My very poor cellphone shot of one of Delita Martin's three terrific mixed media works in "State of the Art'

University of Arkansas at Little Rock gallery director Brad Cushman and gallery assistant Nathan Larsen have posted their two bits about “State of the Art: Discovering American Art Now” at Crystal Bridges Museum of American Art. Here’s Cushman’s, and here’s Larsen’s.

And here’s mine: It takes a bit to figure out how to navigate “State of the Art” — do you start down the hall in the temporary gallery space or rush to the Twentieth Century Gallery and start there? — and get pver the fact that there is an overwhelming amount of work to look at. I dashed to hear James Lavadour last Saturday talk about his abstract hints of landscape in, coincidentally or not, precisely the same palette as Thomas Moran, but the crowd was too big and I was surrounded by all kinds of art, including an entrancing video about a headless lamb. But I was nerve-wracked. So I decided to take a deep breath, start at the temporary space and slow down. Finally, when I got to the last room, Daniel Nord‘s “state of the art,” a dark room where a blue light was cast on the walls by a jumble of TV backs and other electronics on the floor, serenity hit. I stopped to figure out what I was listening too — weird repeating musical phrases — and, my eyes now adjusted to the dark, I realized the jumble of electronics was in the form of Mickey Mouse, lying on his side. I cannot tell you why my heart rate slowed and I got happy (I know it had the opposite effect on at least one other viewer), but I did. Now I could look at the art.


Delita Martin’s three works, larger-than-life mixed media prints of women, are stunning. These stitched and stenciled and colorful portraits of African American women — enormous works on paper — will stop you dead in your tracks. There’s no hidden meaning here, nor is it purposefully without meaning. It is simply a beautifully wrought work of a strong African woman.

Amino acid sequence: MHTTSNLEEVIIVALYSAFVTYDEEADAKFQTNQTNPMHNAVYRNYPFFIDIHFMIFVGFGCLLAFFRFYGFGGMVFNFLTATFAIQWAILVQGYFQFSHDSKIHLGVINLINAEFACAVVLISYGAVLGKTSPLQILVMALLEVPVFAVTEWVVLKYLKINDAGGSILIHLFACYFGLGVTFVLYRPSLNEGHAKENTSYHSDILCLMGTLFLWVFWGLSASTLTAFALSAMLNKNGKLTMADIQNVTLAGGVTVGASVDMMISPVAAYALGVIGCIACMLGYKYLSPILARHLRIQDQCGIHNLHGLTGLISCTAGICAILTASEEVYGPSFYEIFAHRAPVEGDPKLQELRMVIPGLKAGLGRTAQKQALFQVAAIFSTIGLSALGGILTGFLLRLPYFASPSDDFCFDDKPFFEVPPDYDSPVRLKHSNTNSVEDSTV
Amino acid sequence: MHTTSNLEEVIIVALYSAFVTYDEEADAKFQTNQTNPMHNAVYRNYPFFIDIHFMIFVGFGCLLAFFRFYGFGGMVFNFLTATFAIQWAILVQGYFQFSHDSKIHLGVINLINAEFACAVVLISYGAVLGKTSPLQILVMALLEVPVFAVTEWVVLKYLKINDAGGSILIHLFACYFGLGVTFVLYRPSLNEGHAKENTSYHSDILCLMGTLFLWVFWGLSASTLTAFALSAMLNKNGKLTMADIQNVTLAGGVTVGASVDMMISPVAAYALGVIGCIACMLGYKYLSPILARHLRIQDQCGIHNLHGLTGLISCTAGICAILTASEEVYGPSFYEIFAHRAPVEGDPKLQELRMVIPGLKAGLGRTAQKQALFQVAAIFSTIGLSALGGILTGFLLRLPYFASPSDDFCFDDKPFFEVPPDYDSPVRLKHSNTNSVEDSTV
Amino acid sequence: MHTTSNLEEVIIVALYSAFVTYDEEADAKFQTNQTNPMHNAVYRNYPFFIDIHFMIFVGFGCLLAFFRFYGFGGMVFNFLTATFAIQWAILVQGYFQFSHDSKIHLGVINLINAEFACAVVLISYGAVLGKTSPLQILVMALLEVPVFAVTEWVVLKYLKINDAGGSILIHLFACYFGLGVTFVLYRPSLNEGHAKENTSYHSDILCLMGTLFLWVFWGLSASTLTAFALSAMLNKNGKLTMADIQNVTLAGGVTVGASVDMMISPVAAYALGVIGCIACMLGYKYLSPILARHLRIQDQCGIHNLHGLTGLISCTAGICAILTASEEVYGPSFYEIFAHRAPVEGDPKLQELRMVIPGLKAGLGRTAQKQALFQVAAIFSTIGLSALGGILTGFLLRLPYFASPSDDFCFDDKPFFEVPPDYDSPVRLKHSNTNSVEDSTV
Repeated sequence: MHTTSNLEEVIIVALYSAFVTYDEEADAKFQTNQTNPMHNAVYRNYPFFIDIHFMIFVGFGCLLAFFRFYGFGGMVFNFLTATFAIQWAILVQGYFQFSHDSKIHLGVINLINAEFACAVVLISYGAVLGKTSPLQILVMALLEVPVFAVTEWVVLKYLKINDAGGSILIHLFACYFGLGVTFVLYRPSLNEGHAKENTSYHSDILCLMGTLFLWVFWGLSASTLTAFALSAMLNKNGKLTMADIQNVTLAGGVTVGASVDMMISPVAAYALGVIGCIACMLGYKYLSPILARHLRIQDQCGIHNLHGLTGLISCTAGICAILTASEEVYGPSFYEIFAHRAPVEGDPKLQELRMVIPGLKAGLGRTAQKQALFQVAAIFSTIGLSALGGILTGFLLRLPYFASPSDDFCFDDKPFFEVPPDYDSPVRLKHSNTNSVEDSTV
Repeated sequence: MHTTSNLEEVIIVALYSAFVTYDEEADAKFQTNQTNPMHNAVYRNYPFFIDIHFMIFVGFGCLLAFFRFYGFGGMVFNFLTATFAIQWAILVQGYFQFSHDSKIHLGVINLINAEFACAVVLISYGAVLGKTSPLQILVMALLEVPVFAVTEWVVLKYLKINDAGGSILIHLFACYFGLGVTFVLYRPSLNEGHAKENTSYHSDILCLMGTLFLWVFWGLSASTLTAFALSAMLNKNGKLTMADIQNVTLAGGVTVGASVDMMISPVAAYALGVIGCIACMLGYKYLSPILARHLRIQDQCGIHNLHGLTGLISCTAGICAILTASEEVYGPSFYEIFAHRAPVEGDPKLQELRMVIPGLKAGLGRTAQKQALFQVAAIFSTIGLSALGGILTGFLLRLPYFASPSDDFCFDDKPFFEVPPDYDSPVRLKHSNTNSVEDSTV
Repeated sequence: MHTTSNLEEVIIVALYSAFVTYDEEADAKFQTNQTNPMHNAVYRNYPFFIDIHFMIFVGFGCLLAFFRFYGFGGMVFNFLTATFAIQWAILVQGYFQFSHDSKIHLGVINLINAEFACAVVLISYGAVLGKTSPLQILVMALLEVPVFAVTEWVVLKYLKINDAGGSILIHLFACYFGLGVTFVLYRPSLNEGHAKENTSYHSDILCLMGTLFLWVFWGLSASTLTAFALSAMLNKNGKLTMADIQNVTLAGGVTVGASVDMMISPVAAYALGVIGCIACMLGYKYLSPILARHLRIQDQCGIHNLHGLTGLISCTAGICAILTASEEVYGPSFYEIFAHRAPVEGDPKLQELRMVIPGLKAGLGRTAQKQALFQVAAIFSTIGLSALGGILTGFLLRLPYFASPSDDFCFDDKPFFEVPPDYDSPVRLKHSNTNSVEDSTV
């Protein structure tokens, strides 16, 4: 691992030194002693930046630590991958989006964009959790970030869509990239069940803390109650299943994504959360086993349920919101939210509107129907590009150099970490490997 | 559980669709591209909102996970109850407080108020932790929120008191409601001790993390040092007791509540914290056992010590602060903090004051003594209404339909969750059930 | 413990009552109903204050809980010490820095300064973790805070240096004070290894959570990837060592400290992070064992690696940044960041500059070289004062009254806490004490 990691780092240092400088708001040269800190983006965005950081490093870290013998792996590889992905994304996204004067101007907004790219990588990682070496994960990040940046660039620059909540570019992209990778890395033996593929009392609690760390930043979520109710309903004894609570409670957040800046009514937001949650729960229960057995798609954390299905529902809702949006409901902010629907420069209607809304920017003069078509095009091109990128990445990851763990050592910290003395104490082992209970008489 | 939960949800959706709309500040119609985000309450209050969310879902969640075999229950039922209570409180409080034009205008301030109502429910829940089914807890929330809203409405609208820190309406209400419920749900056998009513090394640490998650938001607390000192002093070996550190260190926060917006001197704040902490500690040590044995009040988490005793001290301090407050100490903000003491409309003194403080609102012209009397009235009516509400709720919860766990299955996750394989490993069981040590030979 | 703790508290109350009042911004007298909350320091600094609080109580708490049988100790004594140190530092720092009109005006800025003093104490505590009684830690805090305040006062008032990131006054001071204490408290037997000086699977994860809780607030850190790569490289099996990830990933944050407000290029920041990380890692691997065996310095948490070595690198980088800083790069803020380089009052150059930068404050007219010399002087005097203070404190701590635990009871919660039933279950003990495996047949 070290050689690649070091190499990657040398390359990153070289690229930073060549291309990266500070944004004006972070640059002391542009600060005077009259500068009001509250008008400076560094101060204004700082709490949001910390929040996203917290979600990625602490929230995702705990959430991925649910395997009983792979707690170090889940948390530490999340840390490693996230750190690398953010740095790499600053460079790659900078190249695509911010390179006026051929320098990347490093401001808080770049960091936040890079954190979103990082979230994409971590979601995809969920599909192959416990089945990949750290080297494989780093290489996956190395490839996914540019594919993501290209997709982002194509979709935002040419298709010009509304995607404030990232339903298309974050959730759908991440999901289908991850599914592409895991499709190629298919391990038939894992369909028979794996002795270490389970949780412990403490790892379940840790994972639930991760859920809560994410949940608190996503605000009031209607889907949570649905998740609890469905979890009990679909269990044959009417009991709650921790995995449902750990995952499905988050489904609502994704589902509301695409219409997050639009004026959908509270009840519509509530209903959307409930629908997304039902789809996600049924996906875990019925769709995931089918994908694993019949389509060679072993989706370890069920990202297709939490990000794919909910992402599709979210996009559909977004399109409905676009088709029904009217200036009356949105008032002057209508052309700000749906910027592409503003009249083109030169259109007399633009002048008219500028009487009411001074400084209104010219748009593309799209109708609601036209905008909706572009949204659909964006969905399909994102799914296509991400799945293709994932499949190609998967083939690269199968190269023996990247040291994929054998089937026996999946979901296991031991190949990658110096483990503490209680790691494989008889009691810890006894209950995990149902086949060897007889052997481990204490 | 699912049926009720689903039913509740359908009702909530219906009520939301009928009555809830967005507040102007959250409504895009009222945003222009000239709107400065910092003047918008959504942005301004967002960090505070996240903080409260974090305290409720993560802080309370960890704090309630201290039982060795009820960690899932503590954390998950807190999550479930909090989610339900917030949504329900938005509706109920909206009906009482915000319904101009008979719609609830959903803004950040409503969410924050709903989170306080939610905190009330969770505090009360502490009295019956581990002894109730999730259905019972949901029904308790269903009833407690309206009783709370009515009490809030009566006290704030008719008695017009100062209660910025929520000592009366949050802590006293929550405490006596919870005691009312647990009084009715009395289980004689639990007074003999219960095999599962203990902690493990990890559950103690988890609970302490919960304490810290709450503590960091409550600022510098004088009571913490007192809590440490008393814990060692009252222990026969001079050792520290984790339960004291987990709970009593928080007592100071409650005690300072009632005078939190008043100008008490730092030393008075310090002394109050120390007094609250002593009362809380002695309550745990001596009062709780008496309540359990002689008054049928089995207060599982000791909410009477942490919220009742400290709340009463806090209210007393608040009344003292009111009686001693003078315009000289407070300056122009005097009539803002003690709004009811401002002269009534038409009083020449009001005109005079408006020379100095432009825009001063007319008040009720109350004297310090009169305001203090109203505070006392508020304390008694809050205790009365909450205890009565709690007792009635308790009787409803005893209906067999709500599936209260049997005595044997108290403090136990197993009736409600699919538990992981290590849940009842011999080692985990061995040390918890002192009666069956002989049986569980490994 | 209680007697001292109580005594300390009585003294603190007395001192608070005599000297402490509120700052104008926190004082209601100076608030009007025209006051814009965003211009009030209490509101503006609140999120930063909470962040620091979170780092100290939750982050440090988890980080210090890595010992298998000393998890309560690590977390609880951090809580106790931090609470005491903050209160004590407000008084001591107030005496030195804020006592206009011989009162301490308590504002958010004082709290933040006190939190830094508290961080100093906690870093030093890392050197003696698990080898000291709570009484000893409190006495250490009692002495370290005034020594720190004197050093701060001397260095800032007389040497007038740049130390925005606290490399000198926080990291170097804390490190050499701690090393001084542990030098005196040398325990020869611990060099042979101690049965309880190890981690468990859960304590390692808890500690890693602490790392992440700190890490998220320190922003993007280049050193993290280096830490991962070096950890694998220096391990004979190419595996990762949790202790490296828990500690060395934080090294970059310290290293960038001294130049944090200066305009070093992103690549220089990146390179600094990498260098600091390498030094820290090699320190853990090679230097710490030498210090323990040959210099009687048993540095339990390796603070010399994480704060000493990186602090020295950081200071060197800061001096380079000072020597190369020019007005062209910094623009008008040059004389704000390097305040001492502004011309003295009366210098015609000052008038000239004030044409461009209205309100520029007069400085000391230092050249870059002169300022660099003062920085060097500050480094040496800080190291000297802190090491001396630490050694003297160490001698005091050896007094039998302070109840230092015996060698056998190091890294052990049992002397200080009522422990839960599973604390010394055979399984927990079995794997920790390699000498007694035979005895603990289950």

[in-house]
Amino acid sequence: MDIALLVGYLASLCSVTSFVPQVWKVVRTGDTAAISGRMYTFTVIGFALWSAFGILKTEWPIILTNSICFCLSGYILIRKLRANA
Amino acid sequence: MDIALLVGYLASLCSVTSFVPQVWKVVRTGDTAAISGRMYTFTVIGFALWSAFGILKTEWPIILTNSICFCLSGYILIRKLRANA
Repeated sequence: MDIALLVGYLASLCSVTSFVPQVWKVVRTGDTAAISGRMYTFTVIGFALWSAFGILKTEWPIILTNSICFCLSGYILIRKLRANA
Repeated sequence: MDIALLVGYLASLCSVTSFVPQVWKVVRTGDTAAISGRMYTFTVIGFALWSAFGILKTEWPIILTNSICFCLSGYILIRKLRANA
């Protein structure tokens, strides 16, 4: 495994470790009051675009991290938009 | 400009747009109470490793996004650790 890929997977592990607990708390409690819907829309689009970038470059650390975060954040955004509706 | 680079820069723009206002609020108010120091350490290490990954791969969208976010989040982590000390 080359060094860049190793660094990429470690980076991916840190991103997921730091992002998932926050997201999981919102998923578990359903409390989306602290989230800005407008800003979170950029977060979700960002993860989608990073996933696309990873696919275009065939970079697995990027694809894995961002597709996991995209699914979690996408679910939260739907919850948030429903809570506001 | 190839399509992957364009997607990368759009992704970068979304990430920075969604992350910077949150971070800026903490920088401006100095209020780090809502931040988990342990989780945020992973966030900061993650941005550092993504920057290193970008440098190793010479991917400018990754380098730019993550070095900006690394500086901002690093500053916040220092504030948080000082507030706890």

Around the corner, Ligia Bouton’s “Understudy for Animal Farm” series, an installation of drawings and pig heads made of merry bonnet fabric, takes a dark subject matter, meat-eating humans, and instills it with sarcasm — biting, you might say. Among the mixed media works: “4 Legs Good, 2 Legs Better,” a bucolic scene featuring a heap of dead animals (edible and not) with a pig-headed, two-legged gentleman nearby.

Continuing in the gallery, I found the beautifully made, and strange “Codex Vidiot Vidi and Codex Heterogenous,” Michael Menchaca’s crisp visual discourse on embattled encounters between Mesoamerican warriors and animals with glyph heads, a reference to border strife. I liked them because I recognized the codex form right away (and these days, when you are in on half what’s going on you fell pretty good), because I am love his crisp printmaking and I could have watched the video forever. But … so there is just so much to see, and the time was finite. This is not, by the way, an artwork-by-artwork review, since I am skipping many worthy pieces — lots of terrific drawing in this show — and many less worthy pieces (Dan Steinhilber’s mylar room comes to mind). 

On to Vanessa L. German’s dolls, the Pittsburgh assemblage artist’s expression of her DNA, she says in a video made by the museum. She calls them “power figures,” constructions with the power to protect and encourage self-esteem. They are wonderful constructions, dolls painted black and given cowrie shells for lips. In “Souvenir of Our Trip” the doll is wearing a skirt fashioned of tobacco cans, carrying a man in her arms and balancing a ship on her head. Randy Newman’s “Sail Away” played in my head.


One of the most masterful, and most old master like, works in the exhibit is Dan Witz’s “Vision of Disorder,” testosterone-soaked men in a mosh pit, tattoed and Nirvana-T-shirted, against a black background. It’s a triptych, for some reason. I’m sure Witz had a reason, but I find triptyches — save religious ones that tell complete stories — that break up a single picture plane annoying. Maybe he was breaking the picture into parts to mime the disorder of the scene. I’d rather he hadn’t.

The works I talk about here don’t reflect the obsessive nature of most of the work in the show: zillions of lottery tickets in a pattern (“Forever, Almost” by Ghost of a Dream), cut up dollars to make an image of the Empire State Building (“Overgrown Empire,” Mark Wagner), the “Oh Fortuna” wheel (Nathalie Miebach), the stunning mandala “Subhan’Allah: The Lord’s Prayer” in which the artist, Meg Hitchcock, forming the prayer a letter at a time on tiny pieces of paper, and many more. If this show, and the last two drawing invitationals at the Arts Center, reflect the state of the art 2014, it is one of intense devotion to detail. 


There are more than 100 pieces of art in the show. One visit won’t do. Read more about other works in the show at the links to the Cushman and Larsen reviews up above and other Eye Candy posts here and here.